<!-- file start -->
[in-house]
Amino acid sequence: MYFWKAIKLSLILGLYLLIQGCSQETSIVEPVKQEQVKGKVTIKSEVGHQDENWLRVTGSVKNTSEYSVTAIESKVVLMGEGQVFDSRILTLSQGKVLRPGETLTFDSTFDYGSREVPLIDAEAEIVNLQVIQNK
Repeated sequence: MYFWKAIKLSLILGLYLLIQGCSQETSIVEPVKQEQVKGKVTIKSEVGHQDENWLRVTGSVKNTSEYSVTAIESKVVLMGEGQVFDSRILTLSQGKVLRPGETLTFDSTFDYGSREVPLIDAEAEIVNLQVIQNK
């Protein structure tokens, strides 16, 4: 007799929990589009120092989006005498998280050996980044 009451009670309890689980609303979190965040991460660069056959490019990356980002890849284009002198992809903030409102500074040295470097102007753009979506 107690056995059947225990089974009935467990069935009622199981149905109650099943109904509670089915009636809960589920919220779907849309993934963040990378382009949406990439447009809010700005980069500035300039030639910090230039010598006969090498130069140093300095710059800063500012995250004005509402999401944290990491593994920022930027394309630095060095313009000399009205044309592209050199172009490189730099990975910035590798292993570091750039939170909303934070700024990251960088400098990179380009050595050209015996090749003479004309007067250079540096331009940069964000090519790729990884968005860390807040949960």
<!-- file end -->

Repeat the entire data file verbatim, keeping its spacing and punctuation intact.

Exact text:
[in-house]
Amino acid sequence: MYFWKAIKLSLILGLYLLIQGCSQETSIVEPVKQEQVKGKVTIKSEVGHQDENWLRVTGSVKNTSEYSVTAIESKVVLMGEGQVFDSRILTLSQGKVLRPGETLTFDSTFDYGSREVPLIDAEAEIVNLQVIQNK
Repeated sequence: MYFWKAIKLSLILGLYLLIQGCSQETSIVEPVKQEQVKGKVTIKSEVGHQDENWLRVTGSVKNTSEYSVTAIESKVVLMGEGQVFDSRILTLSQGKVLRPGETLTFDSTFDYGSREVPLIDAEAEIVNLQVIQNK
């Protein structure tokens, strides 16, 4: 007799929990589009120092989006005498998280050996980044 009451009670309890689980609303979190965040991460660069056959490019990356980002890849284009002198992809903030409102500074040295470097102007753009979506 107690056995059947225990089974009935467990069935009622199981149905109650099943109904509670089915009636809960589920919220779907849309993934963040990378382009949406990439447009809010700005980069500035300039030639910090230039010598006969090498130069140093300095710059800063500012995250004005509402999401944290990491593994920022930027394309630095060095313009000399009205044309592209050199172009490189730099990975910035590798292993570091750039939170909303934070700024990251960088400098990179380009050595050209015996090749003479004309007067250079540096331009940069964000090519790729990884968005860390807040949960």